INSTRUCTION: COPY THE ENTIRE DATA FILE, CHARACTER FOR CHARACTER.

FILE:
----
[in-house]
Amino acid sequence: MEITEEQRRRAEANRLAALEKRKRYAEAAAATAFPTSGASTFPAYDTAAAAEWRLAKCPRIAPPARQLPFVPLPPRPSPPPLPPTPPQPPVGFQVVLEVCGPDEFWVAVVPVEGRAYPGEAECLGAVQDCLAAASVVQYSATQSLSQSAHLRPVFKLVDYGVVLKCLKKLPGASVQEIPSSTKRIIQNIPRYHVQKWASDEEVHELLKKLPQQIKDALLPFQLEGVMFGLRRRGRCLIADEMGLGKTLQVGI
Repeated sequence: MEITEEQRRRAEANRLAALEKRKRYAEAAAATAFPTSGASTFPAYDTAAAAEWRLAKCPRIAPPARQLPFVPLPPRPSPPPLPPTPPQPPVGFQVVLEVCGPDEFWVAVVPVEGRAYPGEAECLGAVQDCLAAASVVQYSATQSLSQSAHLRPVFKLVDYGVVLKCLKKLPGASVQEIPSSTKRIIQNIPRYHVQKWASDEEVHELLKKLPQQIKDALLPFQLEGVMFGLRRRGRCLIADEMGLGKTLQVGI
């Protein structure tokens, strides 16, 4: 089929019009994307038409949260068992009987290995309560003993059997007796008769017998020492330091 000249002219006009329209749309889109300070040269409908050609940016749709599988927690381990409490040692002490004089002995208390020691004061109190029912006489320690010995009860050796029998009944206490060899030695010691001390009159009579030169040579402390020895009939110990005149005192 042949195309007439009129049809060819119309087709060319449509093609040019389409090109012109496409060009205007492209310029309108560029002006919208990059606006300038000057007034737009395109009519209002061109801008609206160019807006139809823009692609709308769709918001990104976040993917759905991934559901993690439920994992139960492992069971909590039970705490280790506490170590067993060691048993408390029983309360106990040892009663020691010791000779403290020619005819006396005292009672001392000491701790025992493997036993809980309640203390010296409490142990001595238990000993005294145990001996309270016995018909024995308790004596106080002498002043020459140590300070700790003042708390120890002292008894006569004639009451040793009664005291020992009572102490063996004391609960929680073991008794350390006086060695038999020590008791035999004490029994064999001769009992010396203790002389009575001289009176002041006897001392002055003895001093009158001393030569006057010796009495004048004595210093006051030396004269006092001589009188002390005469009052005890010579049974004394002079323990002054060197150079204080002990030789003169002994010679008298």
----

[in-house]
Amino acid sequence: MEITEEQRRRAEANRLAALEKRKRYAEAAAATAFPTSGASTFPAYDTAAAAEWRLAKCPRIAPPARQLPFVPLPPRPSPPPLPPTPPQPPVGFQVVLEVCGPDEFWVAVVPVEGRAYPGEAECLGAVQDCLAAASVVQYSATQSLSQSAHLRPVFKLVDYGVVLKCLKKLPGASVQEIPSSTKRIIQNIPRYHVQKWASDEEVHELLKKLPQQIKDALLPFQLEGVMFGLRRRGRCLIADEMGLGKTLQVGI
Repeated sequence: MEITEEQRRRAEANRLAALEKRKRYAEAAAATAFPTSGASTFPAYDTAAAAEWRLAKCPRIAPPARQLPFVPLPPRPSPPPLPPTPPQPPVGFQVVLEVCGPDEFWVAVVPVEGRAYPGEAECLGAVQDCLAAASVVQYSATQSLSQSAHLRPVFKLVDYGVVLKCLKKLPGASVQEIPSSTKRIIQNIPRYHVQKWASDEEVHELLKKLPQQIKDALLPFQLEGVMFGLRRRGRCLIADEMGLGKTLQVGI
């Protein structure tokens, strides 16, 4: 089929019009994307038409949260068992009987290995309560003993059997007796008769017998020492330091 000249002219006009329209749309889109300070040269409908050609940016749709599988927690381990409490040692002490004089002995208390020691004061109190029912006489320690010995009860050796029998009944206490060899030695010691001390009159009579030169040579402390020895009939110990005149005192 042949195309007439009129049809060819119309087709060319449509093609040019389409090109012109496409060009205007492209310029309108560029002006919208990059606006300038000057007034737009395109009519209002061109801008609206160019807006139809823009692609709308769709918001990104976040993917759905991934559901993690439920994992139960492992069971909590039970705490280790506490170590067993060691048993408390029983309360106990040892009663020691010791000779403290020619005819006396005292009672001392000491701790025992493997036993809980309640203390010296409490142990001595238990000993005294145990001996309270016995018909024995308790004596106080002498002043020459140590300070700790003042708390120890002292008894006569004639009451040793009664005291020992009572102490063996004391609960929680073991008794350390006086060695038999020590008791035999004490029994064999001769009992010396203790002389009575001289009176002041006897001392002055003895001093009158001393030569006057010796009495004048004595210093006051030396004269006092001589009188002390005469009052005890010579049974004394002079323990002054060197150079204080002990030789003169002994010679008298």